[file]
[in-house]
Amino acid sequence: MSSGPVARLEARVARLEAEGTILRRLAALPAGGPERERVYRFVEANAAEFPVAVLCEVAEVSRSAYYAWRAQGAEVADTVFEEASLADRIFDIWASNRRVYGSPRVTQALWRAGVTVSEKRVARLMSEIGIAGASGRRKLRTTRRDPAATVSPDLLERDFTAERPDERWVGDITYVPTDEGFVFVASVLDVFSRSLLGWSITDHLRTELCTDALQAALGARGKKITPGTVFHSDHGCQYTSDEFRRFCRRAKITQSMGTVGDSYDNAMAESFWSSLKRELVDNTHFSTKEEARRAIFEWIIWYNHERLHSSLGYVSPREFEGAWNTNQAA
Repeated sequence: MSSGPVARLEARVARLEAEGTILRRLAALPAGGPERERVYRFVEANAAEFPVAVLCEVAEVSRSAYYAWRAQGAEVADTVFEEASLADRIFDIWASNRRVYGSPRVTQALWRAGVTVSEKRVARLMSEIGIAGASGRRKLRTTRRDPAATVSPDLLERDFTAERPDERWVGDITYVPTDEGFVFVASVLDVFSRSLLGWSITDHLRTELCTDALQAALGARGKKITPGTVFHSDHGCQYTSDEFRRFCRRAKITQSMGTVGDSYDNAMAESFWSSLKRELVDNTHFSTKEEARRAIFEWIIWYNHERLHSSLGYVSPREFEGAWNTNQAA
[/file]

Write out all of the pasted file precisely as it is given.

[in-house]
Amino acid sequence: MSSGPVARLEARVARLEAEGTILRRLAALPAGGPERERVYRFVEANAAEFPVAVLCEVAEVSRSAYYAWRAQGAEVADTVFEEASLADRIFDIWASNRRVYGSPRVTQALWRAGVTVSEKRVARLMSEIGIAGASGRRKLRTTRRDPAATVSPDLLERDFTAERPDERWVGDITYVPTDEGFVFVASVLDVFSRSLLGWSITDHLRTELCTDALQAALGARGKKITPGTVFHSDHGCQYTSDEFRRFCRRAKITQSMGTVGDSYDNAMAESFWSSLKRELVDNTHFSTKEEARRAIFEWIIWYNHERLHSSLGYVSPREFEGAWNTNQAA
Repeated sequence: MSSGPVARLEARVARLEAEGTILRRLAALPAGGPERERVYRFVEANAAEFPVAVLCEVAEVSRSAYYAWRAQGAEVADTVFEEASLADRIFDIWASNRRVYGSPRVTQALWRAGVTVSEKRVARLMSEIGIAGASGRRKLRTTRRDPAATVSPDLLERDFTAERPDERWVGDITYVPTDEGFVFVASVLDVFSRSLLGWSITDHLRTELCTDALQAALGARGKKITPGTVFHSDHGCQYTSDEFRRFCRRAKITQSMGTVGDSYDNAMAESFWSSLKRELVDNTHFSTKEEARRAIFEWIIWYNHERLHSSLGYVSPREFEGAWNTNQAA